A WALK TO REMEMBER: AN EPILOGUE
Landon Carter died peacefully in
his sleep at the age of 86. He died not as an unremembered man in a
small town, but rather he would be remembered by many as both a good friend
and as a famous medical researcher. He not only made it out of Beaufort
as he had hoped, but became a doctor and played a part in many important
medical breakthroughs that occurred in his lifetime. Landon was guided
by Jamie’s words every step of the way: “… you can do anything.”
Landon’s funeral was held in Beaufort,
so he could finally be laid to rest in the plot he had reserved next to Jamie’s.
His memorial ceremony was held in the same Baptist church where Jamie’s parents
were married, where he and Jamie were married, and where everyone had gathered
sixty-eight years earlier to remember Jamie. The small church had been
expanded several times in the years since Jamie and Landon were married there,
but the crowd that gathered to honor Landon still filled the main sanctuary.
There were doctors who had worked with Landon, as well as those of his friends
from medical school who were still alive. Not many of Landon’s friends
from high school survived him, but there were the faithful few, Eric and
Belinda included. The children and grandchildren of those who had already
passed also came, many of them remembering Landon more as an uncle than as
a family friend. Eric had been chosen to deliver the eulogy.
Time had taken its toll on him; his hair had turned to white and he walked
with a slight limp. He still stood proud, however, as he made his way
to the pulpit to speak in remembrance of his best friend.
“Landon Carter was a great doctor,”
Eric began. “You can see that if you just look around and see how many
other doctors are here to remember him. But more than that, Landon
was a wonderful friend, whether we were riding our bikes around the neighborhood
in first grade, working on cars or just being lazy in high school, or getting
together for a soda on some warm summer day. He was a brilliant man,
more so I think than any of his friends (myself included) had realized when
we were younger. I mean - I never would’ve thought when we were at
Beaufort High that Landon would be famous for developing an amazing medical
treatment.” Eric paused. “At least, not if it hadn’t been for
Jamie. I’ll always remember the day when, we decided to pull a prank
on Jamie and hand out flyers of her face on some swimsuit model’s body.
I’ll never forget the look on Landon’s face when he found out, or the surprise
we all felt when we saw him punch out Dean and walk away from us. I
don’t think any of us really understood at the time, but Jamie really changed
him. It was only later that we found out Landon had more love in his
heart than we knew. More than I think even he could understand.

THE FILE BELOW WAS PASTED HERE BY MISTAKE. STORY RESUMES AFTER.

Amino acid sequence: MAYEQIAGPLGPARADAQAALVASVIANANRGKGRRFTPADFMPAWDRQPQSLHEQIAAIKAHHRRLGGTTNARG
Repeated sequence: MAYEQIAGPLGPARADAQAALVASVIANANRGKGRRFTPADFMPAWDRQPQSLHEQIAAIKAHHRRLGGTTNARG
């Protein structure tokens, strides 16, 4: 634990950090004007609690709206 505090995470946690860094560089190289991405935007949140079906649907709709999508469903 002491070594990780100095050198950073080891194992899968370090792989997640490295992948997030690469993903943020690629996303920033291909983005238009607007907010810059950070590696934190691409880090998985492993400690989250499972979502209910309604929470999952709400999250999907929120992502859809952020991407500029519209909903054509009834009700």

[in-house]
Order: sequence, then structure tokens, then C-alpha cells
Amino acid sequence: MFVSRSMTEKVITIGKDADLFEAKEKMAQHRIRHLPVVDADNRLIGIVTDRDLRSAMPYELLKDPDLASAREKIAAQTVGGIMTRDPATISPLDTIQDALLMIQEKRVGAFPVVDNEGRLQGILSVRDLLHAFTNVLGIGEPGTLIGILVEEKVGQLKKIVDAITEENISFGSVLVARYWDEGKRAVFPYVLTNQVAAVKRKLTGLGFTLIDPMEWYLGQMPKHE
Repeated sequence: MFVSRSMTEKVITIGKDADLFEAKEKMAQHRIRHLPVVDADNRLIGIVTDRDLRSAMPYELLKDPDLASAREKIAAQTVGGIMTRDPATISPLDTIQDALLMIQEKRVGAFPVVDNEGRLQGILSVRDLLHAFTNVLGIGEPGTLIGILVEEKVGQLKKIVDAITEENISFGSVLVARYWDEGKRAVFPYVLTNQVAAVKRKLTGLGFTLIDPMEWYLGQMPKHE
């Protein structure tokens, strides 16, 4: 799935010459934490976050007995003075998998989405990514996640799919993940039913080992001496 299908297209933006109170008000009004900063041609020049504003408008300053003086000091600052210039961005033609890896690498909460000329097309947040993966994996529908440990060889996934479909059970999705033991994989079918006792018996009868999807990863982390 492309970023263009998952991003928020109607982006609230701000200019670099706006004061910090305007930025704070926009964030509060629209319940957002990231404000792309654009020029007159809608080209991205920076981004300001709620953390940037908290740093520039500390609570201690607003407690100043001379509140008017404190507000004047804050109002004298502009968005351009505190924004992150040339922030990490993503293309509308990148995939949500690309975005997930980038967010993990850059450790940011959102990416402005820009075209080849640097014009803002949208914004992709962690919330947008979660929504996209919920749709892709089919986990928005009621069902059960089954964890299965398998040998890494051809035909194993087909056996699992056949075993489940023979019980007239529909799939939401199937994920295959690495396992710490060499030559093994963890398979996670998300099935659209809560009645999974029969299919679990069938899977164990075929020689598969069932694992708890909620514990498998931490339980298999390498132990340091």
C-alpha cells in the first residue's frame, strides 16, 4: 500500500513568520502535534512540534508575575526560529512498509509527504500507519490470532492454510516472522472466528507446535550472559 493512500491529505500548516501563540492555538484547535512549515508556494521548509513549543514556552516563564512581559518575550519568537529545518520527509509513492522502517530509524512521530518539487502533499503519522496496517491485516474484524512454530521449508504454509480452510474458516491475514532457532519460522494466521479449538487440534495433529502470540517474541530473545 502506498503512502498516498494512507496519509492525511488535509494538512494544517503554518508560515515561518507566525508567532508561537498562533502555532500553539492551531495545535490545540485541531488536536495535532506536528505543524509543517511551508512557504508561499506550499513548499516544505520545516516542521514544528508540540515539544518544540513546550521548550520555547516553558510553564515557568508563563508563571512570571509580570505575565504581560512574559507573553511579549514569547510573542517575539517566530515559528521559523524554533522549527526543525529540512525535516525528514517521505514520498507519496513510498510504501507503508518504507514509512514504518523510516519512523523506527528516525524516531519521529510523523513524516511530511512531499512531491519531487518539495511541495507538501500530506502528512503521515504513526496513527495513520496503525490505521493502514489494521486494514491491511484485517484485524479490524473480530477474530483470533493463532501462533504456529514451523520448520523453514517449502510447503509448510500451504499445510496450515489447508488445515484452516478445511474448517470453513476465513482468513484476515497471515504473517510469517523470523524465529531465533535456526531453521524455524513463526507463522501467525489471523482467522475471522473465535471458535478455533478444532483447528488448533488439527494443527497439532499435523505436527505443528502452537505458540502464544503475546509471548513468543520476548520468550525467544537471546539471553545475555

Even after Landon and Jamie got married, I don’t think I understood fully.
Not until the day when he and I were just lounging in his living room, drinking
some lemonade, when the phone call came telling Landon that the medical community
had approved his treatment for leukemia. He looked up at me with tears
in his eyes, and when they asked him what to call the treatment, he could
only say one word: ‘Jamie’. That’s when I understood what Landon Carter
was all about. He was a man full of caring, respect, and love.
He even found it in himself….” Eric trailed off, wiping a tear from
the corner of his eye. “He even found it in himself to forgive us for
all of the terrible things we did to him and Jamie in high school.
I’m thankful every day that he was such a good person. I don’t know
what I would’ve done without my best friend.”
After Eric left the stage, the gathering
of people proceeded to say their individual goodbyes to Landon. As
the people passed by, a lone piano in the sanctuary sang out the notes of
“Only Hope”, the song Landon had requested to be played at his funeral many
years earlier. The coffin was lifted into a limousine, and the procession
went on to the cemetery where Landon and Jamie had spent so many hours looking
toward the heavens. After the prayers were recited, Landon Carter’s
body was laid to rest beside that of his wife.
Landon Carter opened his eyes and
slowly, almost agonizingly rolled out of bed. He looked around, but
he couldn’t quite see clearly. He felt the same as he did every morning,
but somehow different. As he got dressed and walked down the hallway,
he felt that he wasn’t really in his house - yet, it was the same house.
The same white, two-story house he and Jamie had moved into after their wedding.
The same home he had lived in since he left Beaufort when he was 18.
The furniture, the decorations were all the same as he had left them the
night before, but in a strange way they weren’t. As he walked down